Rangitoto College is a decile 10 school, meaning that, as the ERO (Education Review Office) puts it, Rangitoto draws its students from an area of 'least socio-economic disadvantage'. The data show that it performs at, or above, the average level for decile 10 schools nationally. Like other decile 10 schools, Rangitoto performs better than schools from areas of greater socio-economic disadvantage.
Prior to Bursary being replaced by the National Certificate of Educational Achievement Rangitoto had at least one student recognised as New Zealand's top scholar in a subject between 2001 and 2003; in 2003 Rangitoto had three four top-scholars including Top all-round Female Māori Scholar. 5. In 2006 a Rangitoto College student was named "Top Scholar in New Zealand" for the subject of history in 2006 based on the NCEA framework.
In 2013, 94.4 percent of students leaving Rangitoto College held at least NCEA Level 1, 89.5 percent held at least NCEA Level 2, and 76.3 percent held at least University Entrance. This is compared to 85.2%, 74.2%, and 49.0% respectively for all students nationally.
- Amy Adams - member of parliament for the Selwyn electorate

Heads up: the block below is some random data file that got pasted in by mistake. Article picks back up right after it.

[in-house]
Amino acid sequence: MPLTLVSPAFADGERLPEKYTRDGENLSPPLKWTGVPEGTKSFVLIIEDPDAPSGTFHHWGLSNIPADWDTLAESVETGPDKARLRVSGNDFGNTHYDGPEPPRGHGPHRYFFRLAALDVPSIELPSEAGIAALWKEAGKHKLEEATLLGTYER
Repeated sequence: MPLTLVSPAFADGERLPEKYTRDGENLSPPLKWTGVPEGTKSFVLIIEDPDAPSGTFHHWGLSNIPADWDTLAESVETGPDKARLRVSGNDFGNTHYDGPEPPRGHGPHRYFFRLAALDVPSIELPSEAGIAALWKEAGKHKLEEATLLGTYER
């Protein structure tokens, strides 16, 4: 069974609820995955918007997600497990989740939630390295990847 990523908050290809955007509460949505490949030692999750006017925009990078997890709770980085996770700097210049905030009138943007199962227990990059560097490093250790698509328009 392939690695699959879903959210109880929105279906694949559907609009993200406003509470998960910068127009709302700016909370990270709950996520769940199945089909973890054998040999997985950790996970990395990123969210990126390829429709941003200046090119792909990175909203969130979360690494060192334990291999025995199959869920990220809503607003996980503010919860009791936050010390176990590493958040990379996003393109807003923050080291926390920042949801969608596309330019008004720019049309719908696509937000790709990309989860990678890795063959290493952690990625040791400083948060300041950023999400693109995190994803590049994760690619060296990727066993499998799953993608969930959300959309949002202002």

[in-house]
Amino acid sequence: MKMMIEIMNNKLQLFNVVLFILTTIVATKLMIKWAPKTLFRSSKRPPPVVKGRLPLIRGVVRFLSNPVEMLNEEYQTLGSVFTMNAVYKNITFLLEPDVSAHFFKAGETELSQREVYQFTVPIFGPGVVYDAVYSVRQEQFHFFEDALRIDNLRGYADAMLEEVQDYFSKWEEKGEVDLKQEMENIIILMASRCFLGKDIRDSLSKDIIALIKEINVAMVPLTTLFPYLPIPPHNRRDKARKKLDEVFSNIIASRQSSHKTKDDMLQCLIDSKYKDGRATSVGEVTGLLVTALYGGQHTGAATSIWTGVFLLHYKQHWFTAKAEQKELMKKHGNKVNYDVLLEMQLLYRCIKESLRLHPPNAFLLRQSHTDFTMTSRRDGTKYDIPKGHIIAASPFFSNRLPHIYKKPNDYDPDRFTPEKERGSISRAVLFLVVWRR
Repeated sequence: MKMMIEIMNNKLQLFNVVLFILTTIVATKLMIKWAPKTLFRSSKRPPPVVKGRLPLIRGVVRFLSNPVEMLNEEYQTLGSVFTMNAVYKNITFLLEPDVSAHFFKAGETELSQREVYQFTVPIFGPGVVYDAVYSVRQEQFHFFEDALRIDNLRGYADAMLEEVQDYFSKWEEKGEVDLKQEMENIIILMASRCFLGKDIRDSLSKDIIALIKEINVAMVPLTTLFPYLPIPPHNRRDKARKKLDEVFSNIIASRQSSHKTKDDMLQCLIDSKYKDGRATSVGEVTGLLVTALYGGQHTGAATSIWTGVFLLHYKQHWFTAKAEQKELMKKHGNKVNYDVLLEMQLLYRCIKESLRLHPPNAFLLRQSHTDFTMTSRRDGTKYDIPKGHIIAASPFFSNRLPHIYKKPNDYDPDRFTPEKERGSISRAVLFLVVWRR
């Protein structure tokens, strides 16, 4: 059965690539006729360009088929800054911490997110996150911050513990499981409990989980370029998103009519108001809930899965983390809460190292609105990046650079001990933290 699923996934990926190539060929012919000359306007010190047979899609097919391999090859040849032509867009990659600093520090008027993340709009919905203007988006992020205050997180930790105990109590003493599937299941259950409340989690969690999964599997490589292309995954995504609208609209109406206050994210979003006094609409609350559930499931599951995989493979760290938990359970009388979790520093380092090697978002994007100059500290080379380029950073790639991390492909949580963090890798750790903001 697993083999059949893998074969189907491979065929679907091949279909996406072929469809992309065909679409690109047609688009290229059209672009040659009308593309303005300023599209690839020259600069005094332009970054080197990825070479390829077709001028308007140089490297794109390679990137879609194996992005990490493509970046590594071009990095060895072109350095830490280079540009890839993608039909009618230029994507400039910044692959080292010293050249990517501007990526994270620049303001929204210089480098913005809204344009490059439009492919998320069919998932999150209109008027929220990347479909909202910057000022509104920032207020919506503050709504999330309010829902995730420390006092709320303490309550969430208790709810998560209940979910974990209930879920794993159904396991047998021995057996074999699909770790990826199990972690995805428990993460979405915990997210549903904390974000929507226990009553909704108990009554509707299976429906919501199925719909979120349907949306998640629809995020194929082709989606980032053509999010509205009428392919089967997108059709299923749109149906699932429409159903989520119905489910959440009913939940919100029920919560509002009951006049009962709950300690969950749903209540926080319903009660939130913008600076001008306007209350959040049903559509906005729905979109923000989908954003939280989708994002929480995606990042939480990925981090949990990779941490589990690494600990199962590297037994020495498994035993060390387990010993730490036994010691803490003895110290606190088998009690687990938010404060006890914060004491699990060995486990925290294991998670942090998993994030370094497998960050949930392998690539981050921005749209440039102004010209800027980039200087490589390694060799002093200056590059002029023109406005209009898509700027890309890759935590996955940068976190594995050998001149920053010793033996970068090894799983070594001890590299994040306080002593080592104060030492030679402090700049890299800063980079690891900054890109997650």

- Terenzo Bozzone - athlete
- Graham Candy - actor/musician
- Lisa Chappell - actress and musician
- Fabian Coulthard - V8 driver
- Oliver Driver - actor/TV personality
- Gary Freeman - former rugby league player and coach
- Mikey Havoc - media personality
- Lizzy Igasan - hockey player
- Ellen Kraal - radio diskjockey on Radio Caroline
- Liam McEwan - radio/TV/social media personality
- Alex Maloney - Olympic sailor, silver medallist in the 49er FX class at Rio 2016
- Sean Marks - former basketball player in the NBA / Tall Blacks, current GM for the Brooklyn Nets
- Rhys Millen - drifter/stunt driver
- Dean O'Gorman - actor, artist, photographer
- Alexa Still - musician
- Corney Swanepoel - Olympic swimmer
- Nandor Tanczos - member of parliament for the Green Party of Aotearoa New Zealand, activist and social ecologist
- Louise Upston - member of parliament for the Taupō electorate
- Tai Wynyard – basketball player with the New Zealand Breakers and Tall Blacks; future University of Kentucky player
- Midnight Youth - band formed at Rangitoto College
- The Naked and Famous - band comprising majority of members from Rangitoto College
- "Directory of Schools - as at 2 August 2017". New Zealand Ministry of Education. Retrieved 2 August 2017.
- "Decile Change 2014 to 2015 for State & State Integrated Schools". Ministry of Education. Retrieved 12 February 2015.
- "Our History". Rangitoto College. Retrieved 20 February 2015.
- "Catalogue of Standard School Building Types" (PDF). Christchurch: Ministry of Education. August 2013. Retrieved 20 February 2015.
- "Enrolment Zone Map" (PDF). Rangitoto College. Retrieved 30 December 2011.
- "Rangitoto College Education Review". Education Review Office. 28 October 2010. Retrieved 30 December 2011.
- "Rangitoto College". Rangitoto College. Retrieved 2010-01-04.
- "School Qualifications -- Rangitoto College". Ministry of Education. Retrieved 20 February 2015.
- Vance, Andrea (22 July 2012). "Amy not afraid to speak her mind". Stuff.co.nz. The Sunday Star-Times. Retrieved 10 October 2014.